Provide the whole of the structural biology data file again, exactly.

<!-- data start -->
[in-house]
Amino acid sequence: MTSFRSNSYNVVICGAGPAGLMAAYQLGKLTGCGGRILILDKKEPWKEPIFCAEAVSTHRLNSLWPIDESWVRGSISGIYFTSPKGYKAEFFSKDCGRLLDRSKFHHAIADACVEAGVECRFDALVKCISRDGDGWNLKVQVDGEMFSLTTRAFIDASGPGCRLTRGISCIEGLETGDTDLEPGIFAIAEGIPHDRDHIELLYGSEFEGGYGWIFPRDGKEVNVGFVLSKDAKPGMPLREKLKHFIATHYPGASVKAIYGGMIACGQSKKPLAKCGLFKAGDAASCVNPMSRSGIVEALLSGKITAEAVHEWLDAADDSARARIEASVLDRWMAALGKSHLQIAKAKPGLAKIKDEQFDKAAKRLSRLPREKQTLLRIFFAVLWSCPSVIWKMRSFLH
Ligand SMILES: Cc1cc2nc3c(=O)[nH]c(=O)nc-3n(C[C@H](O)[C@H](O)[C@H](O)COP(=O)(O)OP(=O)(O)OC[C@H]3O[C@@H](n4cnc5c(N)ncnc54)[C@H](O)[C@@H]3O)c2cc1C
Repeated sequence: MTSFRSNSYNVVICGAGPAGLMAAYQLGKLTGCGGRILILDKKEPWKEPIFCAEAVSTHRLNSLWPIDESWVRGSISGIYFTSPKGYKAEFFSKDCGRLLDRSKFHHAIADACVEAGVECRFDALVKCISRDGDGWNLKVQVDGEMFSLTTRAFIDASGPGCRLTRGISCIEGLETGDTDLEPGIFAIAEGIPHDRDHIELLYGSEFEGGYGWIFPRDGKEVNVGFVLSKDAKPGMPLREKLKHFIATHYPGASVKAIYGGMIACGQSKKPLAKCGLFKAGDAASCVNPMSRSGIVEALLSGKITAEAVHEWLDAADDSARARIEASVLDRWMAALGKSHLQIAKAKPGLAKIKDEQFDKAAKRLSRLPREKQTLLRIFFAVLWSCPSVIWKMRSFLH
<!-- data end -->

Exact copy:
[in-house]
Amino acid sequence: MTSFRSNSYNVVICGAGPAGLMAAYQLGKLTGCGGRILILDKKEPWKEPIFCAEAVSTHRLNSLWPIDESWVRGSISGIYFTSPKGYKAEFFSKDCGRLLDRSKFHHAIADACVEAGVECRFDALVKCISRDGDGWNLKVQVDGEMFSLTTRAFIDASGPGCRLTRGISCIEGLETGDTDLEPGIFAIAEGIPHDRDHIELLYGSEFEGGYGWIFPRDGKEVNVGFVLSKDAKPGMPLREKLKHFIATHYPGASVKAIYGGMIACGQSKKPLAKCGLFKAGDAASCVNPMSRSGIVEALLSGKITAEAVHEWLDAADDSARARIEASVLDRWMAALGKSHLQIAKAKPGLAKIKDEQFDKAAKRLSRLPREKQTLLRIFFAVLWSCPSVIWKMRSFLH
Ligand SMILES: Cc1cc2nc3c(=O)[nH]c(=O)nc-3n(C[C@H](O)[C@H](O)[C@H](O)COP(=O)(O)OP(=O)(O)OC[C@H]3O[C@@H](n4cnc5c(N)ncnc54)[C@H](O)[C@@H]3O)c2cc1C
Repeated sequence: MTSFRSNSYNVVICGAGPAGLMAAYQLGKLTGCGGRILILDKKEPWKEPIFCAEAVSTHRLNSLWPIDESWVRGSISGIYFTSPKGYKAEFFSKDCGRLLDRSKFHHAIADACVEAGVECRFDALVKCISRDGDGWNLKVQVDGEMFSLTTRAFIDASGPGCRLTRGISCIEGLETGDTDLEPGIFAIAEGIPHDRDHIELLYGSEFEGGYGWIFPRDGKEVNVGFVLSKDAKPGMPLREKLKHFIATHYPGASVKAIYGGMIACGQSKKPLAKCGLFKAGDAASCVNPMSRSGIVEALLSGKITAEAVHEWLDAADDSARARIEASVLDRWMAALGKSHLQIAKAKPGLAKIKDEQFDKAAKRLSRLPREKQTLLRIFFAVLWSCPSVIWKMRSFLH